It contains a description of the southern coast of the Euxine from the Thracian Bosporus to the river Iris in Pontus.
- xiii.) commences with a geographical description of the three quarters of the world, and in more detail of Britain and Scanzia (Sweden), from which the Goths under their king Berig migrated to the southern coast of the Baltic. Their migration across what has since been called Lithuania to the shores of the Euxine, and their differentiation into Visigoths and Ostrogoths, are nest described.
To her fell the Cyclades, the Sporades, the islands and the eastern shores of the Adriatic, the shores of the Propontis and the Euxine, and the littoral of Thessaly, and she bought Crete from the marquis of Monferrat.
" From the Euxine to the Adriatic, in the state of captives or subjects, ...
BLACK SEA (or EuxINE; anc. Pontus Euxinus), 1 a body of water lying almost entirely between the latitudes 41° and 45° N., but extending to about 47° N.
Elsewhere Asiatic Turkey enjoys the advantage of a sea frontage, being washed in the north-west and west by the Euxine, Aegean and Mediterranean, in the south-west by the Red Sea, and in the south-east by the Persian Gulf.
Russia and Turkey thus regained full liberty as regards their naval forces and armaments in the Euxine; the passage of the straits remained interdicted to ships of war.
Phrixus, however, reached the other side in safety, and proceeding by land to Aea in Colchis on the farther shore of the Euxine Sea, sacrificed the ram, and hung up its fleece in the grove of Ares, where it was guarded by a sleepless dragon.
At the entrance to the Euxine, at Salmydessus on the coast of Thrace, they met Phineus, the blind and aged king whose food was being constantly polluted by the Harpies.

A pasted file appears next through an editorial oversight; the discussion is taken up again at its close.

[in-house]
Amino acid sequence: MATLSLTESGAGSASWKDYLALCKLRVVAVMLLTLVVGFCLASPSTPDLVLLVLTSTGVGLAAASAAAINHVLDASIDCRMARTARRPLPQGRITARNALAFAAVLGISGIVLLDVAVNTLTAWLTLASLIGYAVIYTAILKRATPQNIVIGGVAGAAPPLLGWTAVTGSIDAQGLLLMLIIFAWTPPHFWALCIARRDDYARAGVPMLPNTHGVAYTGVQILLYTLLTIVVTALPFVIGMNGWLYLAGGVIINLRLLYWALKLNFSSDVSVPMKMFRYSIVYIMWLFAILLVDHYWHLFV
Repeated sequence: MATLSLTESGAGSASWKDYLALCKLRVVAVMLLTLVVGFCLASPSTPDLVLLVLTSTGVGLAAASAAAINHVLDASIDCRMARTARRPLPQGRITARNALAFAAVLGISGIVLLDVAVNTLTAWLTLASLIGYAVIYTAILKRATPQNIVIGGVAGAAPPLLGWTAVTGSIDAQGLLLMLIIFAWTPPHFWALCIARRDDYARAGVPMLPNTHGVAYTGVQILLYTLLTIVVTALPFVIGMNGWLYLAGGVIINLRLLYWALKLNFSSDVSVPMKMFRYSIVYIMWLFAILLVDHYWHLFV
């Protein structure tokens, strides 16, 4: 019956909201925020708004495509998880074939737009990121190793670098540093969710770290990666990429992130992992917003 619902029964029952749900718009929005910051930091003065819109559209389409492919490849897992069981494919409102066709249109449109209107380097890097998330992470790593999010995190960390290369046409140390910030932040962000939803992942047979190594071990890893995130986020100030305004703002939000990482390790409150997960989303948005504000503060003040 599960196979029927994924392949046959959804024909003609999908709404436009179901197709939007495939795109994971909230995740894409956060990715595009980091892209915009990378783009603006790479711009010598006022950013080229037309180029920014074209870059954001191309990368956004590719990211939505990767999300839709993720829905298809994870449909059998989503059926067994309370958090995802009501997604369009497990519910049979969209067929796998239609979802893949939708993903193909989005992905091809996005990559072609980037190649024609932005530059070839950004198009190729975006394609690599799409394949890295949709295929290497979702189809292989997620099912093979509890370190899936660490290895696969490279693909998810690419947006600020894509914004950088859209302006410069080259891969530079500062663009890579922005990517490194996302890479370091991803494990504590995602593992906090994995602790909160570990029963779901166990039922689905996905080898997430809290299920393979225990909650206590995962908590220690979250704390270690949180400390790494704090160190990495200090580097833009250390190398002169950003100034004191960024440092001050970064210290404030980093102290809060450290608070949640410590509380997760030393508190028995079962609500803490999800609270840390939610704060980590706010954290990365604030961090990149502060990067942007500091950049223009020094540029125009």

In ancient times the expedition was regarded as a historical fact, an incident in the opening up of the Euxine to Greek commerce and colonization.
22, that Aristides after Plataea threw open the archonship to all the citizens, see ARCHON.) He is said by some authorities to have died at Athens, by others on a journey to the Euxine sea.
The Euxine Sea, on the S.
The greater part of the country is hilly and irregular, though there are considerable plains; but besides Rhodope two other tolerably definite chains intersect it, one of which descends from Haemus to Adrianople, while the other follows the coast of the Euxine at no great distance inland.
In the 7th century B.C. these Cimmerians were attacked and partly driven out by a horde of newcomers from upper Asia called Scythae; these imposed their name and their yoke upon all that were left in the Euxine steppes, but probably their coming did not really change the basis of the population, which remained Iranian.
They were the Venetians of the Caspian and the Euxine, the organizers of the transit between the two basins, the universal carriers between East and West; and Itil was the meeting-place of the commerce of Persia, Byzantium, Armenia, Russia and the Bulgarians of the middle Volga.
C. 1, p. 119) to the so-called Royal Scyths, ZKLOae (3aoLAnes, who were known to the Greek colonies upon the Euxine, and whose political superiority and commercial enterprise led to this rendering of their name.
Such points, however, need not here be further pursued than to establish the presence of this white race around the Caspian and the Euxine throughout historic times.
They are then described as "Turks from the East," a powerful nation which held the coasts of the Caspian and the Euxine, and took tribute of the Viatitsh, the Severians and the Polyane.
Other extant works of Arrian are: Indica, a description of India in the Ionic dialect, including the voyage of Nearchus, intended as a supplement to the Anabasis; Acies Contra Alanos, a fragment of importance for the knowledge of Roman military affairs; Periplus of the Euxine, an official account written (iii) for the emperor Hadrian; Tactica, attributed by some to Aelianus, who wrote in the reign of Trajan; Cynegeticus, a treatise on the chase, supplementing Xenophon's work on the same subject; the Periplus of the Erythraean Sea, attributed to him, is by a later compiler.
M'Crindle (Calcutta, 1879); Periplus of the Euxine, W.
It had complete control over the Euxine grain-trade; the absence of tides and the depth of its harbour rendered its quays accessible to vessels of large burden; while the tunny and other fisheries were so lucrative that the curved inlet near which it stood became known as the Golden Horn.
PONTUS, a name applied in ancient times to extensive tracts of country in the north-east of Asia Minor bordering on the Euxine (Black Sea), which was often called simply Pontos (the Main), by the Greeks.